There are various opportunities to become involved in the work we do.
We currently have the following job opportunities available:
Research Fellow (Full time) : Making it Work™ and CRIISP
We are seeking to appoint a Research Fellow within Epidemiology Group to deliver an exciting portfolio of mixed-methods studies. The Reseach Fellow will be specifically engaged in the Chief Scientist Office-funded Making it Work™ - Scotland study and the URKI-funded Consortium to Research the Interpersonal, Individual and Social influences in Pain (CRIISP).
You can watch a short video about the work of the Epidemiology Group here.
Making it Work™ is an online programme developed in Canada which provides support for people working with inflammatory arthritis, to help them to stay in work for as long as they wish to do so. Our current project aims to expand the Making it Work™ programme so that it is relevant for people with a wider range of musculoskeletal conditions in Scotland, including non-inflammatory conditions such as osteoarthritis, fibromyalgia and chronic pain. The successful applicant will work with a map of existing programme components which has identified the aspects which require modification to address the study remit. Working closely with content experts, the Research Fellow will coordinate the development of any new content or modify existing content as required. Once the programme has been modified, the post holder will coordinate the evaluation of the modified programme’s acceptability, relevance and usability using questionnaires and a series of one-on-one interviews with patients, and will then lead a final workshop with key stakeholders to discuss and agree any final changes.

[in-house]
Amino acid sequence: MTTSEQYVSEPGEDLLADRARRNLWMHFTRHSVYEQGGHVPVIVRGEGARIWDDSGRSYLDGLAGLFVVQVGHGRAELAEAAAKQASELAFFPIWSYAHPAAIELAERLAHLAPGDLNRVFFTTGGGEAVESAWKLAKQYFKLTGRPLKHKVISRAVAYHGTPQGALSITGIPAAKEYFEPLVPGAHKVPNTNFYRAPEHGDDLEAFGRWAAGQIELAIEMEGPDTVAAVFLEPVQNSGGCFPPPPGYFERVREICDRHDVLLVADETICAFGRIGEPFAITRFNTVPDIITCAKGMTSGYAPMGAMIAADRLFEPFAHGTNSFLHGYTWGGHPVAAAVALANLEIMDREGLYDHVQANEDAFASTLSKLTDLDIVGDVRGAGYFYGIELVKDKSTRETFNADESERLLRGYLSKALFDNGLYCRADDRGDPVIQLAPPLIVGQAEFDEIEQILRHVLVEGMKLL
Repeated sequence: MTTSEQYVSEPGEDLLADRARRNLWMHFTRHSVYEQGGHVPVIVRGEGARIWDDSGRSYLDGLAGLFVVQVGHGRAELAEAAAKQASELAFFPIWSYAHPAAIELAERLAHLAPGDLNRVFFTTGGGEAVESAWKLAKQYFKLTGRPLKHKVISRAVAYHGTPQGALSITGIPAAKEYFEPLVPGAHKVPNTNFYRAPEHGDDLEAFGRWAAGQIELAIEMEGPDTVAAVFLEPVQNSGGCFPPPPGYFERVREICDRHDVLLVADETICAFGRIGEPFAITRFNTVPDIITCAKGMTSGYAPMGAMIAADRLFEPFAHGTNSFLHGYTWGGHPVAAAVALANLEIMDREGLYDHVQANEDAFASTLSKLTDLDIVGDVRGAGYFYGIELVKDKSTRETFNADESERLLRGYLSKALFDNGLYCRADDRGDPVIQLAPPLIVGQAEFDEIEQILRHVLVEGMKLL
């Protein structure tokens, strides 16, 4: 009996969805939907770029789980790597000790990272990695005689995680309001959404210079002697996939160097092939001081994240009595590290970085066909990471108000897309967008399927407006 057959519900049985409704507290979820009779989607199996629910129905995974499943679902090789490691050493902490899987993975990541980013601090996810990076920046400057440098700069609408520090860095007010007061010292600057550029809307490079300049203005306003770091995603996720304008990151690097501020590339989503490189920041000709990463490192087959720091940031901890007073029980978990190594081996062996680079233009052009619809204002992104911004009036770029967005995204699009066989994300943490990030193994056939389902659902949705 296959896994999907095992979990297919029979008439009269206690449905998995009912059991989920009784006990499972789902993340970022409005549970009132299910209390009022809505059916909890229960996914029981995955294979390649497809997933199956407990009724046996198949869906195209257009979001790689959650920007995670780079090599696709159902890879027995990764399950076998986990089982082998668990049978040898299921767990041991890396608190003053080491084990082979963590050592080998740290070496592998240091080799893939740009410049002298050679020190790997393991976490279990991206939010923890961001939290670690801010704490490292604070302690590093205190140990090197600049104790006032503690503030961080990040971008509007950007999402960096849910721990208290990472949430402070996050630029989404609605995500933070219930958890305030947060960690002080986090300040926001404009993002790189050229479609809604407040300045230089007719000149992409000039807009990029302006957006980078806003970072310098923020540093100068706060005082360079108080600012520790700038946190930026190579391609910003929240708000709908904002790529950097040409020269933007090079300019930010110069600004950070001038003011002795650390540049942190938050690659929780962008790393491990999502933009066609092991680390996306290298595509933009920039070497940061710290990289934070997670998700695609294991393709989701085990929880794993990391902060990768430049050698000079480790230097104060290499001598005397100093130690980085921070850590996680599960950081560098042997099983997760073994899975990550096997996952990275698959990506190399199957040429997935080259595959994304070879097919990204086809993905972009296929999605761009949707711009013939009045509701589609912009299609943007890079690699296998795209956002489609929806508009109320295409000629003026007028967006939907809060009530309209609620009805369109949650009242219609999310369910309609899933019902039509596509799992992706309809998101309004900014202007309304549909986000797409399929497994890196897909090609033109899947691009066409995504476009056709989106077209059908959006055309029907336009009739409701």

CRIISP seeks to understand which psychosocial factors make pain start, stop, get better or get worse.
The Research Fellow will work on projects including reviews of existing evidence; empirical work informed by review results involving primary and/or secondary data analyses, and whether existing longitudinal datasets can further our understandings of psychosocial mechanisms implicated in the experience of persistent pain and pain state transitions.
The successful applicant will be highly motivated and will have significant experience of qualitative and quantitative research in healthcare settings and will have experience of working with both patients and staff at various levels of the NHS. They will also have familiarity with the organisation of the NHS.